Leo XIII: Rerum Novarum

Critical Comments Selected by Gerald Darring

Review of Reviews (July 1891) 625. If the encyclical would accomplish nothing other than to help attain for the world of English labor the legal right to one day's rest in seven, "we shall all be the Pope's men in that Crusade, even if we should have to fight him the moment after the victory is gained." But it would be a mistake to count too much on the likelihood of the encyclical's effectiveness in this matter.

Herbert Lucas. Month (July 1891) 312-13. The encyclical does not question the existence of those basic human tendencies on which the development of the industrial and commercial systems of the world are based. But two things the Holy Father does most emphatically deny. He denies that the cravings for wealth and enjoyment are beyond the control of self-restraint and of higher aspirations. He denies that the unchecked pursuit of self-interest naturally tends economic or social prosperity. And he asserts that "the growth of the modern industrial system has been accompanied by 'a general moral deterioration' which, if not promptly and efficiently checked, bodes ill for the peace of society."

Bishop John J. Keane. American Catholic Quarterly Review (July 1891) 601. "The non-intervention party have been used to say that the State is only a gendarme; and in our own country we have often heard it asserted by over-extreme Jeffersonians or by over-timid Christians that civil authority must be strictly kept within the limits of police duty. Not such the teaching of Leo XIII. He shows that the field of governmental responsibility is a very wide one."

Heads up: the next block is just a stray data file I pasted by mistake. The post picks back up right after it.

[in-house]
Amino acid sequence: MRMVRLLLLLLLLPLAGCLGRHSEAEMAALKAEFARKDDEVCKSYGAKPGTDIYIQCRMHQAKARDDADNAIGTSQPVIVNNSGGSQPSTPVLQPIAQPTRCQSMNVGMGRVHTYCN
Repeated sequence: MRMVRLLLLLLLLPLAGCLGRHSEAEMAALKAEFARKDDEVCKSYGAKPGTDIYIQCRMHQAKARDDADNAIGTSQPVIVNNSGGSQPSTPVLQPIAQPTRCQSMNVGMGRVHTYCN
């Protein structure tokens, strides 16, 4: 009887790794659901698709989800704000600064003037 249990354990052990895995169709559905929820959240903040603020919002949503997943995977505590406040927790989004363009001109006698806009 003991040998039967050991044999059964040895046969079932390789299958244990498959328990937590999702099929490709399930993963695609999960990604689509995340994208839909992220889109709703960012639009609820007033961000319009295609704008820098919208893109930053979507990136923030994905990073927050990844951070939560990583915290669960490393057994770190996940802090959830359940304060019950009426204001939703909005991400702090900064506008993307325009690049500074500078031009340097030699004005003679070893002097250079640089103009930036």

Thomas B. Preston. Arena (September 1891) 460. Pope Leo admits that we live in a different age, one of greater instruction, of different customs, and of more numerous requirements in daily life, but "he cannot divest himself of the trammels of ecclesiasticism which seem to mold his thoughts and lead him to consider it 'essential in these times of covetous greed to keep the multitude within the line of duty.'" He sees 'the multitude' as "possessed of an insane desire to break out of the line of duty." He is like the man who accounted for urban overcrowding by saying that the poor and unfortunate had a strange and uncontrollable propensity for crowding into slum dwellings. He does not allow for the influence of circumstances upon human acts, and "apparently is chiefly anxious that 'strife should cease,' forgetting that until justice be done the worst thing that could happen would be the cessation of strife."

J. L. Spalding. Catholic World (September 1891) 765. "The deep import of the encyclical lies in the authoritative pronouncement that the mission of the church is not only to save souls, but also to save society; that the earthly and temporal interests of men no less than their spiritual welfare are of concern to this divine institution, which is Catholic not only in its teaching and its organization, but also in its sympathies."

Morgan M. Sheedy. Catholic World (September 1891) 859. "What the Holy Father aptly calls 'the cruelty of grasping speculators' in human labor supplies the true explanation of the miners' situation today. And it is useless to look for any improvement as long as the ordinary operator or capitalist sees no higher estimate on human beings than mere instruments for making money."